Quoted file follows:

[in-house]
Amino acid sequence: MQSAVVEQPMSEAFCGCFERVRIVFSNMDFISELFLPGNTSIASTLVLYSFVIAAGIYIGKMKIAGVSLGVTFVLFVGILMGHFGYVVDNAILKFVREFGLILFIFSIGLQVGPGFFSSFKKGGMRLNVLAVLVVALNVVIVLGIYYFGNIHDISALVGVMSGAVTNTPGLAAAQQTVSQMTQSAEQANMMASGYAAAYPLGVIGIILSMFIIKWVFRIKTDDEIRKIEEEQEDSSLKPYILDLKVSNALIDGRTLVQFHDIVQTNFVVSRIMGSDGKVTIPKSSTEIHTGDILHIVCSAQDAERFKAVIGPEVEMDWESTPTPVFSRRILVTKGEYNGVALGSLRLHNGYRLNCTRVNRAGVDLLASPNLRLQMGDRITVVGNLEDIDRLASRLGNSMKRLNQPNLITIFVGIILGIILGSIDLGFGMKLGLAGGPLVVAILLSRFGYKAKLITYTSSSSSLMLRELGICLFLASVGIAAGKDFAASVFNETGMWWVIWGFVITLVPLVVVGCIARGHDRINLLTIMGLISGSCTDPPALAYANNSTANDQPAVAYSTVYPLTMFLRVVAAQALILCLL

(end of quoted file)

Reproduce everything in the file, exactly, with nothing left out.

[in-house]
Amino acid sequence: MQSAVVEQPMSEAFCGCFERVRIVFSNMDFISELFLPGNTSIASTLVLYSFVIAAGIYIGKMKIAGVSLGVTFVLFVGILMGHFGYVVDNAILKFVREFGLILFIFSIGLQVGPGFFSSFKKGGMRLNVLAVLVVALNVVIVLGIYYFGNIHDISALVGVMSGAVTNTPGLAAAQQTVSQMTQSAEQANMMASGYAAAYPLGVIGIILSMFIIKWVFRIKTDDEIRKIEEEQEDSSLKPYILDLKVSNALIDGRTLVQFHDIVQTNFVVSRIMGSDGKVTIPKSSTEIHTGDILHIVCSAQDAERFKAVIGPEVEMDWESTPTPVFSRRILVTKGEYNGVALGSLRLHNGYRLNCTRVNRAGVDLLASPNLRLQMGDRITVVGNLEDIDRLASRLGNSMKRLNQPNLITIFVGIILGIILGSIDLGFGMKLGLAGGPLVVAILLSRFGYKAKLITYTSSSSSLMLRELGICLFLASVGIAAGKDFAASVFNETGMWWVIWGFVITLVPLVVVGCIARGHDRINLLTIMGLISGSCTDPPALAYANNSTANDQPAVAYSTVYPLTMFLRVVAAQALILCLL